Including wind, thunder and the cries of a crow, here resonates a relaxed introduction.  It is titled 'In Battles' and is one of the first songs composed by Ravenclaw.  In fact, it has already appeared on the compilation Atlantida Vol. 13, together with another track on "Where Mighty Ravens Fly": the bonus track 'Atlantida (Fighting for Atlantis)'.  'In Battles' is a short instrumental, with repetitive and soft tones.  The melody is played only by synthesizers.  The battle noises in the background create an alienating effect, opposing their violence to the melancholy notes.

The following 'Fenriswolf' is not an unreleased track as stated: it also appeared previously on a compilation of Atlantida, the fourteenth to be exact.  After the first graceful arpeggios and the narration, Ravenclaw try to be violent with a barrage of drum machines and a high-pitched voice.  Maybe 'Fenriswolf' should have been a strong song, but in fact it seems rambling and disappointing.  The recording quality is really tinny.  Better to leave.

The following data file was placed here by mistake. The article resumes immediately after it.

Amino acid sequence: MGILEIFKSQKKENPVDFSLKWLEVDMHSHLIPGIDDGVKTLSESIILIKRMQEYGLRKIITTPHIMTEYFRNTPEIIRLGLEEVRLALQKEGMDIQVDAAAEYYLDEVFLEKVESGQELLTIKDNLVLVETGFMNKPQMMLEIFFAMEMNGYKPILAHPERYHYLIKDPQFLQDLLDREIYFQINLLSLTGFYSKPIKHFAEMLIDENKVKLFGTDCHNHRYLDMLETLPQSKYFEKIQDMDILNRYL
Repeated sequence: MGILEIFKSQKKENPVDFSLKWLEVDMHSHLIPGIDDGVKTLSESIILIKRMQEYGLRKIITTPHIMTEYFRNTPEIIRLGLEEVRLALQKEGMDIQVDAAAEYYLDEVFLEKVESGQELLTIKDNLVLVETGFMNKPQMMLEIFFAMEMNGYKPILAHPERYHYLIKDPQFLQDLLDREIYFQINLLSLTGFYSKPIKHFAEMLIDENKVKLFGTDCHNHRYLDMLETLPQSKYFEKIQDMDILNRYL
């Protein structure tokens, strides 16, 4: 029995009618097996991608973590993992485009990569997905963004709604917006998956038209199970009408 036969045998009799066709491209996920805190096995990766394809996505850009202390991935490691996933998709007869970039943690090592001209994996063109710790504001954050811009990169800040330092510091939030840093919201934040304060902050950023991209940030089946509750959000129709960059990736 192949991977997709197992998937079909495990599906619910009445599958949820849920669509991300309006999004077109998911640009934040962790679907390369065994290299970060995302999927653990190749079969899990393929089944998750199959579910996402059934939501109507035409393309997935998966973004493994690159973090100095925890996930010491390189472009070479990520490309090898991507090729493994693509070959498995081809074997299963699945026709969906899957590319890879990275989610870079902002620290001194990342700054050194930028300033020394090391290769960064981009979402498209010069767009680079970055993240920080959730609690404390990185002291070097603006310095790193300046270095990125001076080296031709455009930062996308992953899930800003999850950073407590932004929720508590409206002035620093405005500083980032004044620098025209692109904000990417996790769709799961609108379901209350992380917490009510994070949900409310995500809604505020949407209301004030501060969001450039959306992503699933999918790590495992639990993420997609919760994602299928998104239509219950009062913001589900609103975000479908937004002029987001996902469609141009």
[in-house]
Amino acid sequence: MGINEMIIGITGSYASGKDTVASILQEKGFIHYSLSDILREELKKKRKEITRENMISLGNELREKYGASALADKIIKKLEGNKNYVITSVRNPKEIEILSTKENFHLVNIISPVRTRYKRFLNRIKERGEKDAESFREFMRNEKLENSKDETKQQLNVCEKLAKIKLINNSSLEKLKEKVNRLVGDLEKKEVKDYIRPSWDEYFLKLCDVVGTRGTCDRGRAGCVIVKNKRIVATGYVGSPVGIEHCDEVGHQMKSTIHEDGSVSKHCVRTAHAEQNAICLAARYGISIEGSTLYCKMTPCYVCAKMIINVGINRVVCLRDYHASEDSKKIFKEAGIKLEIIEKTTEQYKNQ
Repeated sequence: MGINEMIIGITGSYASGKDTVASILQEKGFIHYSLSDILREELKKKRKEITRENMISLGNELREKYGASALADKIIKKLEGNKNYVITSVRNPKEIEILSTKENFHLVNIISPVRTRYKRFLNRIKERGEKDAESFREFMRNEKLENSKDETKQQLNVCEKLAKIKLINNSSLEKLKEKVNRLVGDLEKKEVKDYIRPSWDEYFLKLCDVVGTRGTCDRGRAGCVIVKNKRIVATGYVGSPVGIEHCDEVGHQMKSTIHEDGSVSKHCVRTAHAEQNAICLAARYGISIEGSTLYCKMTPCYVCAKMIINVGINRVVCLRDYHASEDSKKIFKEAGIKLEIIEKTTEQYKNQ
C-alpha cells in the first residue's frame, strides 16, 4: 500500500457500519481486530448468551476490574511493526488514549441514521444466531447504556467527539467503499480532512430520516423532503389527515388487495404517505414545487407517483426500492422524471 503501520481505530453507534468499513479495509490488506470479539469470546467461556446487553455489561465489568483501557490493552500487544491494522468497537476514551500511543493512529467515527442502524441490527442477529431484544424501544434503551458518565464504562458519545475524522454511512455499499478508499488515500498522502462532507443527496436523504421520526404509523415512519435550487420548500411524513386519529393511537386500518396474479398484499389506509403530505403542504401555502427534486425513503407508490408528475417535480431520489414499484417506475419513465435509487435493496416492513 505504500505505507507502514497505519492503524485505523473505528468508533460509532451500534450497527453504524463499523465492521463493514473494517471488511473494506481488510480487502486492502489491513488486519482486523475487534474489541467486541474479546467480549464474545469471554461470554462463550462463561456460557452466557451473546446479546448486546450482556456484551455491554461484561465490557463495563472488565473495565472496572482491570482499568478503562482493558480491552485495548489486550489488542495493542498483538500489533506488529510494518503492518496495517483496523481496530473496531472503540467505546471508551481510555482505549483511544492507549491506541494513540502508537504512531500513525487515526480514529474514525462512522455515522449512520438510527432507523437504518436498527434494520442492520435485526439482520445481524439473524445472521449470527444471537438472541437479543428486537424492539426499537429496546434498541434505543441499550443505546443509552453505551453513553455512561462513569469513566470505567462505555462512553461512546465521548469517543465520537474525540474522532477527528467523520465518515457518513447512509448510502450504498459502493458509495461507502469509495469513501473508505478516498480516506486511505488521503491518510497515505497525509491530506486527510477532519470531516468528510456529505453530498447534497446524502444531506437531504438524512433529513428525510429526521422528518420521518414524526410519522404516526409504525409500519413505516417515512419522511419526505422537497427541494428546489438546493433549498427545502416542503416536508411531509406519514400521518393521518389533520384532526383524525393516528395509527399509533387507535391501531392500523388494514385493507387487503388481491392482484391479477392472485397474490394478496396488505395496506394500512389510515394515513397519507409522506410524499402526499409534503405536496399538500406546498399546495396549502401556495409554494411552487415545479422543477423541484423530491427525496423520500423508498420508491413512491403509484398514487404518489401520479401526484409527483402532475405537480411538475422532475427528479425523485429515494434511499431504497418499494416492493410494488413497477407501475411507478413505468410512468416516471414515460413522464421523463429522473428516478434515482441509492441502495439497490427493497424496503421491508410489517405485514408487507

"Shores Of Heaven" is nothing more than a basic piano tune with the sound of the sea in the background.  As with the introduction, again the theme is repeated in an obsessive manner.  This way of composing I think was inspired by the last two works of Burzum ( "Daudi Baldrs" and "Hliðskjálf") and the first albums by Mortiis ( "Til Fodt Herske A" or "Andes Som Gjorde Oppror").

The same atmosphere of the preceding instrumental introduces the next song 'Valhall (Der Rabenwinter)'.  In short, the drum machine intervenes to support the shrieks of the singer.  The pace is slow, the atmosphere is tense and disturbing.  The song is certainly a thousand times better 'Fenriswolf'.  It is strange, black, and extremely primitive, but able to create a certain charm.  Shame about the frequent fast sections, which proves that the duo are at its best in the mid-tempo and ambient situations.

The gurgle of a fountain introduces 'Ravenclaw'.  It is another minimalist track, which adds nothing to what previously heard.  It's still listenable.

'A Vikings Jouney' has a medieval melody of exquisite workmanship.  The ubiquitous sounds of battle are the background to the cold and epic sounds of yesteryear.  The long final section is repeated in agony.  The major influences are those already mentioned above, and in fact, we are bestowed with the cover of 'A hermóðr Helferd' whose original version is on "Daudi Baldrs".